From Informal Exchanges to Dual Practices. The Shadows of the Romanian Health Care Reform

Open access

Abstract

The current frailties of the Romanian health care system are often explained by resorting to the previous regime’s institutional framework, rarely accepting that they are also the product of post-1990 reforms and the neoliberal means of system reconfiguration. This paper provides an ethnographic account of the ways in which two “products” of these reforms actively contribute to the augmentation of private medical services and to the diminishing access to quality care in the public system: the bureaucratization of primary medicine and the “dual medical practice”. More specifically, I use the concept of “informal exchanges” in order to explore the variety of transactions that occur between patients and the health care staff and to document the means through which its main social actors understand, reproduce, legitimize or blame the very existence of these practices. Then, I analyze how referrals to private medical units increasingly replace informal payments, simultaneously laying even harder obstacles in the access to health care for those in need.

If the inline PDF is not rendering correctly, you can download the PDF file here.

  • Baschieri A. Falkingham J. (2006). Formalizing informal payments: The progress of health reform in Kyrgyzstan. Central Asian Survey 25(4):441-460.

  • Cherecheș R.M. Ungureanu M.I. Sandu P. Rus I. A. (2013). Defining informal payments in healthcare: a systematic review. Health Policy 110(2-3):105-114.

  • Doboș C. (2006). Dificultăți de acces la serviciile publice de sănătate în România. Calitatea vieții XVII(1-2):7-24.

  • Ensor T. Savelyeva L. (1998). Informal payments for health care in the Former Soviet Union: some evidence from Kazakstan. Health Policy and Planning 13(1):41-49.

  • Ensor T. (2004). Informal payments for health care in transition economies. Health Policy 58(2):237-246.

  • Ferrinho P. Van Lerberghe W. Fronteira I. Hipólito F. Biscaia A. (2004). Dual practice in the health sector: review of the evidence. Human Resources for Health online source: http://www.ncbi.nlm.nih.gov/pmc/articles/PMC529467/ [Last accessed: 07.06.2014].

  • Irvine R. (2002). Fabricating ‘health consumers’ in health care politics. In S. Henderson and A. Petersen (eds.). Consuming Health. The Commodification of Health Care. London: Routledge pp. 31-47.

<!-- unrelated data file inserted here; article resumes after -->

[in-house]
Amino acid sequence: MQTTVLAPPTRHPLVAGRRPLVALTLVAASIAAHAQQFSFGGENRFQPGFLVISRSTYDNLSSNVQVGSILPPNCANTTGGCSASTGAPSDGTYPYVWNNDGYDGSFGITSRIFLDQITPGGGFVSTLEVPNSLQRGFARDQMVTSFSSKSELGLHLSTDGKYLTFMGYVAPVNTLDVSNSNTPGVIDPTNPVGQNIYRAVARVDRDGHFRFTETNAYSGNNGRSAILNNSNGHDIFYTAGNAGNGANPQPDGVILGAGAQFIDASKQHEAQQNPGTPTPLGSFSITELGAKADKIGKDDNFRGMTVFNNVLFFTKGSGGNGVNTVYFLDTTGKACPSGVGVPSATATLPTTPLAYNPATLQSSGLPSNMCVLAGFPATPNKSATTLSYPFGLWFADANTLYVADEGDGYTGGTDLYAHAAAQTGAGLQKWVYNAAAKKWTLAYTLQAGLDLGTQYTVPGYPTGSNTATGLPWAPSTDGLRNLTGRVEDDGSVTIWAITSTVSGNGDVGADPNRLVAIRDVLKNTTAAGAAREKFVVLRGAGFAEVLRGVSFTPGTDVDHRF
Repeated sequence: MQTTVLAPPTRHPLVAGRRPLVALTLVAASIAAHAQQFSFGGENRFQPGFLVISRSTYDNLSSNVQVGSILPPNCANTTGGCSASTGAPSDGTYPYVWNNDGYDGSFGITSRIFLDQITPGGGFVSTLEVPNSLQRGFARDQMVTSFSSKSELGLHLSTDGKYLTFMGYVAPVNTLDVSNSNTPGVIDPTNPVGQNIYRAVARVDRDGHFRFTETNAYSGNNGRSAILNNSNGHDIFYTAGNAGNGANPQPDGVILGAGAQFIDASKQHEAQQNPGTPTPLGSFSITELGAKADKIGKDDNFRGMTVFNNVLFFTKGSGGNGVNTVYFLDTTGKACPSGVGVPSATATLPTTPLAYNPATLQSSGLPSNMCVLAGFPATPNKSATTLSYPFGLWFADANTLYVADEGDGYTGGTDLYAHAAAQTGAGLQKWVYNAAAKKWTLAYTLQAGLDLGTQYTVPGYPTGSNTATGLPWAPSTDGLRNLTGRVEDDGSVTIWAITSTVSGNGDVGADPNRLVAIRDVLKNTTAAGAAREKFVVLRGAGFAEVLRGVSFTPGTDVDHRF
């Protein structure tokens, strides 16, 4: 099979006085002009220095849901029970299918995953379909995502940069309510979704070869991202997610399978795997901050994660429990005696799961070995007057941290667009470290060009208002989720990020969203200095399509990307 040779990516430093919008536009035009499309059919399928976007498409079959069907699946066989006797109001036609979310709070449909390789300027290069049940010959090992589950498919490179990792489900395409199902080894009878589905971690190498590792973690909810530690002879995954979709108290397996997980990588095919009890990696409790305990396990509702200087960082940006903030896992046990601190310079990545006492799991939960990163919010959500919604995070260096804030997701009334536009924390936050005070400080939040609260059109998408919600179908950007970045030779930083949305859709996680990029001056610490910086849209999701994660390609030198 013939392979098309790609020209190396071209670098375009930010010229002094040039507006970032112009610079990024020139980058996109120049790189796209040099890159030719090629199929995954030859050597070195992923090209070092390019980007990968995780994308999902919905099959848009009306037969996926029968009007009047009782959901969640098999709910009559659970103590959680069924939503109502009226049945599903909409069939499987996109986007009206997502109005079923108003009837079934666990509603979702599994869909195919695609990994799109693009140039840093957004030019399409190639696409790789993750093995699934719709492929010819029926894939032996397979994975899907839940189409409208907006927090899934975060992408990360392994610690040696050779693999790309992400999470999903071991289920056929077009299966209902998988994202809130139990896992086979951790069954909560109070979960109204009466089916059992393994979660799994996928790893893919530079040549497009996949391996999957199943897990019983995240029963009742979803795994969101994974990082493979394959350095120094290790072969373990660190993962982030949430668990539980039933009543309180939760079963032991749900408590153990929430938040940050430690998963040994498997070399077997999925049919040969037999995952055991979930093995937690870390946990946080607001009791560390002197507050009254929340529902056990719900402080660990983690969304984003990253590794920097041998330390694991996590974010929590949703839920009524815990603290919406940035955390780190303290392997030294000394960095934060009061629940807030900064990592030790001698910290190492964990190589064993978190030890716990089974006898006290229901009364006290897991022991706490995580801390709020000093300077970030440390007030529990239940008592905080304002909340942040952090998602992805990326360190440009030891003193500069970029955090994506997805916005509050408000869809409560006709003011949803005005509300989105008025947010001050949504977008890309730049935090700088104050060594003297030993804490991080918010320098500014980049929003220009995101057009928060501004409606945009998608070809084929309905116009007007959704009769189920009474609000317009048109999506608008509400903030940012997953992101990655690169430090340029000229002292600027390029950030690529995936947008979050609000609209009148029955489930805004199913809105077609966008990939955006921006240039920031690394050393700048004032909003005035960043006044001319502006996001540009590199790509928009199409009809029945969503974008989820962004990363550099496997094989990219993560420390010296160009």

• Institutul European din România - IER (2002). Studii de impact realizate în cadrul proiectului PAIS I. Sinteze. Studiul 10 pp. 49-82. http://www.ier.ro/documente/studiideimpactPaisI) [Last accessed: 07.06.2014].

  • Kaminska T. (2014). Informal Health Economics in Ukraine. Management in Health VIII(1) pp. 5-7.

  • Koycheva L. (2013). Fading Ink and the Elusive State: Technologies of (Dis)Trust The Permeability of Paperwork and Postsocialist Modernity in Bulgaria. Online source: http://psychole.soup.io/tag/Europe [Last accessed: 10.03.2014].

  • Liaropoulos L. Siskou O. Kaitelidou D. Theodorou M. (2008). Informal payments in public hospitals in Greece. Health Policy 87: 72-81.

  • Macq J. Ferrinho P. De Brouwere V. Van Lerberghe W. (2001): Managing health services in developing countries: between the ethics of the civil servant and the need for moonlighting. Human Resources for Health Development Journal 5: 17–24.

  • Popescu L. Raț C. Rebeleanu A. (2007). Self-assessed health status and satisfaction with health care services in the new member states of the European Union. Studia UBB Sociologia 52(2): 125–150.

  • Popescu L. (2009). Serviciile de îngrijire a sănătății [Health care services]. In M. Preda (ed.) Riscuri și inechități sociale în România. Raportul comisiei prezidențiale pentru analiza riscurilor sociale și demografice [Risks and inequities in Romania. The report of the presidential commission for the analysis of social and demographic risks]. Iași: Polirom pp.152–167.

  • Rebeleanu A. Șoitu D. Gavrilovici C. Oprea L. (2013). Echitate și respectarea drepturilor asiguraților – implicații asupra accesului la asistența medicală primară [Equity and respect for the rights of insured persons – implications for access to primary medical care]. Revista Română de Bioetică 11(2): 66-76.

  • Savedoff W. D. (2006). The causes of corruption in the health sector: a focus on healthcare systems. In Transparency International. Global Corruption Report 2006: Special focus on corruption and health. London: Pluto Press.

  • Societatea Academică din Romania – SAR (2013). Raportul de Analiză și Prognoză [Analysis and Prognosis Report]. pp. 52-66. http://sar.org.ro/wp-content/uploads/2013/03/Politica-de-sanatate.pdf [Last accessed: 14.03.2014].

  • Stan S. (2012). Neither commodities nor gifts: post-socialist informal exchanges in the Romanian healthcare system. Journal of the Royal Anthropological Institute 18: 65-82.

  • Tepurko T. Pavlova M. Gryga I. Groot W. (2010). Empirical studies on informal patient payments for health care services: a systematic and critical review of research methods and instruments. http://www.biomedcentral.com/1472-6963/10/273 [Last accessed: 12.05.2014].

  • Vlădescu C. Scîntee G. Olsavssyky V. (2008). Romania. Health system review. Health Systems in Transition 10(3):1-172.

  • Wright E.O. (2012). 2011 A.S.A. Presidential Address: Transforming Capitalism through Real Utopias. American Sociological Review 20(10):1-25.

Search
Journal information
Impact Factor


CiteScore 2018: 0.04

SCImago Journal Rank (SJR) 2018: 0.100
Source Normalized Impact per Paper (SNIP) 2018: 0.000

Metrics
All Time Past Year Past 30 Days
Abstract Views 0 0 0
Full Text Views 167 68 2
PDF Downloads 88 47 1